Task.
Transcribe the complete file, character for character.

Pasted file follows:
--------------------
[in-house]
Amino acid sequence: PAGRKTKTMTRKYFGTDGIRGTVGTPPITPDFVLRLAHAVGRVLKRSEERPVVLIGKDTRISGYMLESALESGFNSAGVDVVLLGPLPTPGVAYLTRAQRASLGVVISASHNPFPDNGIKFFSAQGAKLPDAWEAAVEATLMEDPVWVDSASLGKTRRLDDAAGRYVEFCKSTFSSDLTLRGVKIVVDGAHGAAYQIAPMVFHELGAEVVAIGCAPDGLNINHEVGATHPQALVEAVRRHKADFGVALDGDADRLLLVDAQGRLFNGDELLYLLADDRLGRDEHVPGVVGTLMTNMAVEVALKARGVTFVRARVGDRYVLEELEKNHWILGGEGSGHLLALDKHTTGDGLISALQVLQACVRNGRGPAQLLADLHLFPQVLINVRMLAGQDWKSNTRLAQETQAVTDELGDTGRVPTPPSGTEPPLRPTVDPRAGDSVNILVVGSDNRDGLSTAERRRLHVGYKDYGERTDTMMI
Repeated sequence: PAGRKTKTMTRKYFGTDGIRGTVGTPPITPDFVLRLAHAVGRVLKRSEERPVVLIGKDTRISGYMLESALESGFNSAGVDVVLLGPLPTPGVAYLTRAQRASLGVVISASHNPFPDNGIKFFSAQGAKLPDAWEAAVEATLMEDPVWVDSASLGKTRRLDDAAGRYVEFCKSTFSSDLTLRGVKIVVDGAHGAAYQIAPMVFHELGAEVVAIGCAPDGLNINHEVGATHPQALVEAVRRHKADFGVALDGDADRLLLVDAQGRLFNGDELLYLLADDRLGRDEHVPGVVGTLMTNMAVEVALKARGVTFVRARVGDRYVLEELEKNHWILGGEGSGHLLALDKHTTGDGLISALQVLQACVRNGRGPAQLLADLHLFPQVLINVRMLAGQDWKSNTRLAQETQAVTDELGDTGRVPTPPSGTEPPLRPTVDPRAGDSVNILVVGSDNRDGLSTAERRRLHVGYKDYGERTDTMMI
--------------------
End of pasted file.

[in-house]
Amino acid sequence: PAGRKTKTMTRKYFGTDGIRGTVGTPPITPDFVLRLAHAVGRVLKRSEERPVVLIGKDTRISGYMLESALESGFNSAGVDVVLLGPLPTPGVAYLTRAQRASLGVVISASHNPFPDNGIKFFSAQGAKLPDAWEAAVEATLMEDPVWVDSASLGKTRRLDDAAGRYVEFCKSTFSSDLTLRGVKIVVDGAHGAAYQIAPMVFHELGAEVVAIGCAPDGLNINHEVGATHPQALVEAVRRHKADFGVALDGDADRLLLVDAQGRLFNGDELLYLLADDRLGRDEHVPGVVGTLMTNMAVEVALKARGVTFVRARVGDRYVLEELEKNHWILGGEGSGHLLALDKHTTGDGLISALQVLQACVRNGRGPAQLLADLHLFPQVLINVRMLAGQDWKSNTRLAQETQAVTDELGDTGRVPTPPSGTEPPLRPTVDPRAGDSVNILVVGSDNRDGLSTAERRRLHVGYKDYGERTDTMMI
Repeated sequence: PAGRKTKTMTRKYFGTDGIRGTVGTPPITPDFVLRLAHAVGRVLKRSEERPVVLIGKDTRISGYMLESALESGFNSAGVDVVLLGPLPTPGVAYLTRAQRASLGVVISASHNPFPDNGIKFFSAQGAKLPDAWEAAVEATLMEDPVWVDSASLGKTRRLDDAAGRYVEFCKSTFSSDLTLRGVKIVVDGAHGAAYQIAPMVFHELGAEVVAIGCAPDGLNINHEVGATHPQALVEAVRRHKADFGVALDGDADRLLLVDAQGRLFNGDELLYLLADDRLGRDEHVPGVVGTLMTNMAVEVALKARGVTFVRARVGDRYVLEELEKNHWILGGEGSGHLLALDKHTTGDGLISALQVLQACVRNGRGPAQLLADLHLFPQVLINVRMLAGQDWKSNTRLAQETQAVTDELGDTGRVPTPPSGTEPPLRPTVDPRAGDSVNILVVGSDNRDGLSTAERRRLHVGYKDYGERTDTMMI